Air Date: Week of May 20, 1994
Tom Verde reports on a group of haute cuisine chefs in Boston who are demanding local, traditional and low-input foods for their customers.
CURWOOD: If you walk into many North American supermarkets these days, it's hard to tell what's in season. Midwinter or midsummer, you can always find tomatoes, grapes, and citrus fruit, and more often than not, exotic produce from mangoes to asparagus. All flown or trucked in from distant corners of the earth. But there's a price to this seeming abundance. Most of it comes from large growers, whose market power and ability to ship year-round squeeze out small local farms. Genetic diversity is lost as local breeds give way to species which have mass appeal, or which can stand up to long-distance travel. Then there's all the energy used up in shipping. These concerns and more have prompted a group of chefs to act. Taking advantage of their position in defining the standards of fine dining, they've made a commitment to support local, traditional, and low-input foods. Tom Verde reports from Boston.
VERDE: Among the various exotic Asian curries, chutneys, and Latin American style salsas served daily at the popular Blue Room restaurant in Cambridge, Massachusetts, at least one dish, prepared by sous chef Bridget Babson, stands out like a New England lobster boat in a Cambodian harbor.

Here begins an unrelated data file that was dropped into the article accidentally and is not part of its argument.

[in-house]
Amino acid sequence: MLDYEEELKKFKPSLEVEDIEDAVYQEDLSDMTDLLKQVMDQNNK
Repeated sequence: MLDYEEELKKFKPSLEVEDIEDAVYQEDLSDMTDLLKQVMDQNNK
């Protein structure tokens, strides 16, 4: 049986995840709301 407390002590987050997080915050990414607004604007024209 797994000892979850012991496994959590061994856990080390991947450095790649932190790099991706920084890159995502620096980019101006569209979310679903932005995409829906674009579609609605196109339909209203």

BABSON: We've got a really nice shrimp and scallops that we grill and put over a Macomber turnip cake, which is from Westport, Massachusetts. (Laughs) And a lobster sauce goes over the top of that and a nice...
VERDE: The Macomber turnip is just one of many native ingredients chef-owner of the Blue Room Chris Schlesinger insists on using in his recipes.
SCHLESINGER: Well you know, capes, scallops, or oysters or clams from the area, I buy my tomatoes in the summer from a guy that grows in his back yard in Somerville. So I call it Garden Salad with Somerville Tomatoes. (Laughs)
VERDE: Schlesinger is one of several hundred cooks nationwide to recently sign on to the Chef's Collaborative 2000, an educational initiative of the Boston-based Old Ways Preservation and Exchange Trust, a food research organization. The collaborative calls for a reduction of the use of pesticides, healthier diets and less processed foods, and protecting the biodiversity of indigenous produce and livestock. This last issue is one reason why Schlesinger and many of his colleagues buy as many local products as they can.
SCHLESINGER: You're helping support people that are growing some of these antique shell beans that, you know, New England is known for. The Macomber turnip, things like that. So I think chefs can play a very active role in letting people know that there's a value put on local stuff.
VERDE: By supporting local growers in the US and traditional growers worldwide, the collaborative is helping to preserve the genetic variety of various crops and animals threatened by mass-produced seeds and breeds. Then, there's the argument that local food is fresher, and fresher food is simply better for you.